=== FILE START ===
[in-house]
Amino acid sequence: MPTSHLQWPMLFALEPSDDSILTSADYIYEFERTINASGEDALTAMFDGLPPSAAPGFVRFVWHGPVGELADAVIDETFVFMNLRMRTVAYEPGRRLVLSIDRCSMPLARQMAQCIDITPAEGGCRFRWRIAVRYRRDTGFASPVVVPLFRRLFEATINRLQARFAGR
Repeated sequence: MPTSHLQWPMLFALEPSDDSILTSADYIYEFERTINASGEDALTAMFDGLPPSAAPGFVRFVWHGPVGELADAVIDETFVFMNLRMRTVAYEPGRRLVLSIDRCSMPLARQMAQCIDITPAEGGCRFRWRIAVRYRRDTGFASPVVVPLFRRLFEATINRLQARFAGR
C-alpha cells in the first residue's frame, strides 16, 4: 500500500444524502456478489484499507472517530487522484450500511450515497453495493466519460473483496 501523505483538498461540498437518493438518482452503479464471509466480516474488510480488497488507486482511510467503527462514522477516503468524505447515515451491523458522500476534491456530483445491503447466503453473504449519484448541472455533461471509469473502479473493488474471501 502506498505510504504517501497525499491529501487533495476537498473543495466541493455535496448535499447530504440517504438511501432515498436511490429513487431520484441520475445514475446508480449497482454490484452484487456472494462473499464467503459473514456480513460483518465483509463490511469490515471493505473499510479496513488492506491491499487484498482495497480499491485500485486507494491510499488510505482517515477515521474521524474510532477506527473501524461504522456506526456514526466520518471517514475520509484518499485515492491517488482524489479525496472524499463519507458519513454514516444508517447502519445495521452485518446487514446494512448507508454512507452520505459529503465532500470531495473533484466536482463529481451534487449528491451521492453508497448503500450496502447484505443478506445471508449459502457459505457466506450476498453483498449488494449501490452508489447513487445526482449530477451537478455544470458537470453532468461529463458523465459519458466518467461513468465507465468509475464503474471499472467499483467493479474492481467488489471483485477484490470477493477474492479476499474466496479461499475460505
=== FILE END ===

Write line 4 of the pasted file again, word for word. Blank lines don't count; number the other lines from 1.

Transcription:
C-alpha cells in the first residue's frame, strides 16, 4: 500500500444524502456478489484499507472517530487522484450500511450515497453495493466519460473483496 501523505483538498461540498437518493438518482452503479464471509466480516474488510480488497488507486482511510467503527462514522477516503468524505447515515451491523458522500476534491456530483445491503447466503453473504449519484448541472455533461471509469473502479473493488474471501 502506498505510504504517501497525499491529501487533495476537498473543495466541493455535496448535499447530504440517504438511501432515498436511490429513487431520484441520475445514475446508480449497482454490484452484487456472494462473499464467503459473514456480513460483518465483509463490511469490515471493505473499510479496513488492506491491499487484498482495497480499491485500485486507494491510499488510505482517515477515521474521524474510532477506527473501524461504522456506526456514526466520518471517514475520509484518499485515492491517488482524489479525496472524499463519507458519513454514516444508517447502519445495521452485518446487514446494512448507508454512507452520505459529503465532500470531495473533484466536482463529481451534487449528491451521492453508497448503500450496502447484505443478506445471508449459502457459505457466506450476498453483498449488494449501490452508489447513487445526482449530477451537478455544470458537470453532468461529463458523465459519458466518467461513468465507465468509475464503474471499472467499483467493479474492481467488489471483485477484490470477493477474492479476499474466496479461499475460505